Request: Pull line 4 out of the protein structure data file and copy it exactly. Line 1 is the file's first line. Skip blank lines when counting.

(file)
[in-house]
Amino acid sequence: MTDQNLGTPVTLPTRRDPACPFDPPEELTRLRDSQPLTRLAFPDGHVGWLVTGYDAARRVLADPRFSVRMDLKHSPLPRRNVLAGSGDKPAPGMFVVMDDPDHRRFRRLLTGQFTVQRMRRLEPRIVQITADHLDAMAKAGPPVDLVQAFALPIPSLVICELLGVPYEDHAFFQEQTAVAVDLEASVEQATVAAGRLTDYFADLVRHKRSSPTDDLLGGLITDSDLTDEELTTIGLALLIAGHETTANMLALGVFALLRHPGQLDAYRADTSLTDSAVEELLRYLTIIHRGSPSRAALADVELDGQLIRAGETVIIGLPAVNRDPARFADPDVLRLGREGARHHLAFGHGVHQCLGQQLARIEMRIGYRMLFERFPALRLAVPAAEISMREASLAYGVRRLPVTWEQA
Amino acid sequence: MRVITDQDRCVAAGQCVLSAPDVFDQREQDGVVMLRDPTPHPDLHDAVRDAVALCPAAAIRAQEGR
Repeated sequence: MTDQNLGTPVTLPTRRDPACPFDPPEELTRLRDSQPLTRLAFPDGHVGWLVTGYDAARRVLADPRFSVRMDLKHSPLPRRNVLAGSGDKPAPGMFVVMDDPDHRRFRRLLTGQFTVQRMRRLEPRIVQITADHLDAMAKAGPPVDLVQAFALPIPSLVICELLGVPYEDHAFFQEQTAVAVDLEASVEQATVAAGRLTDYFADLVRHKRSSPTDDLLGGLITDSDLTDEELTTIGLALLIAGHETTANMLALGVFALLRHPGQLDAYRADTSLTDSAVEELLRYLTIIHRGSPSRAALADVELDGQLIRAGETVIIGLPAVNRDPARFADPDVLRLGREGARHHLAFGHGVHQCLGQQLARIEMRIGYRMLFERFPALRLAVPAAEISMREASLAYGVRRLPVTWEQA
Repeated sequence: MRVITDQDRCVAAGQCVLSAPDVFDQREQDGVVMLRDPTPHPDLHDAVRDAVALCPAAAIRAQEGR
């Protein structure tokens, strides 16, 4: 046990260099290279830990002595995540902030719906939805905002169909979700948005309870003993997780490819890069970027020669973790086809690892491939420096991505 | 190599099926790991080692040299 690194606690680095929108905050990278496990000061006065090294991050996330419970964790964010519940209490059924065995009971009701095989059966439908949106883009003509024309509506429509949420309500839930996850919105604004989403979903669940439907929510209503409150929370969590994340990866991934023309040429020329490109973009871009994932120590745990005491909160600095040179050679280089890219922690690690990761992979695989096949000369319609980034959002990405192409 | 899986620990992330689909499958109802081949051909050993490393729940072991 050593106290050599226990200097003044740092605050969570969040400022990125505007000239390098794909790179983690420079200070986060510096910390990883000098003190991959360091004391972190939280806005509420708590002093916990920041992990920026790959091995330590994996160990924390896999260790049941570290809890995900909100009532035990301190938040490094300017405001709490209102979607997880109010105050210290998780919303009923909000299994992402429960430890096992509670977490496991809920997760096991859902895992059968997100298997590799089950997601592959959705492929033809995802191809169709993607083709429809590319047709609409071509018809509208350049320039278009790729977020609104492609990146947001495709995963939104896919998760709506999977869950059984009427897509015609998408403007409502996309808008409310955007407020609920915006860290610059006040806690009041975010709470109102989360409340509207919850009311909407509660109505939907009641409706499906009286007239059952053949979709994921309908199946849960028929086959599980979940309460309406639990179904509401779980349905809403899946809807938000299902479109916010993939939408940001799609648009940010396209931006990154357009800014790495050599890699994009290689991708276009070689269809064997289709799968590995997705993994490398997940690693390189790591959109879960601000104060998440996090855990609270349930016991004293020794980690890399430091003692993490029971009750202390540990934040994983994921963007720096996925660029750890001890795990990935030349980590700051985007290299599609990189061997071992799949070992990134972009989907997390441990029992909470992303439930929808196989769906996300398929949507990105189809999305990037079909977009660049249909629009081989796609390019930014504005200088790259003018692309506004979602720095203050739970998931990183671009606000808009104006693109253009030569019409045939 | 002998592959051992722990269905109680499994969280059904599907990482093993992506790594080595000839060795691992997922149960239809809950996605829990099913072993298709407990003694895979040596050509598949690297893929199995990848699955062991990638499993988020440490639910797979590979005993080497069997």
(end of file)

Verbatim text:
Repeated sequence: MTDQNLGTPVTLPTRRDPACPFDPPEELTRLRDSQPLTRLAFPDGHVGWLVTGYDAARRVLADPRFSVRMDLKHSPLPRRNVLAGSGDKPAPGMFVVMDDPDHRRFRRLLTGQFTVQRMRRLEPRIVQITADHLDAMAKAGPPVDLVQAFALPIPSLVICELLGVPYEDHAFFQEQTAVAVDLEASVEQATVAAGRLTDYFADLVRHKRSSPTDDLLGGLITDSDLTDEELTTIGLALLIAGHETTANMLALGVFALLRHPGQLDAYRADTSLTDSAVEELLRYLTIIHRGSPSRAALADVELDGQLIRAGETVIIGLPAVNRDPARFADPDVLRLGREGARHHLAFGHGVHQCLGQQLARIEMRIGYRMLFERFPALRLAVPAAEISMREASLAYGVRRLPVTWEQA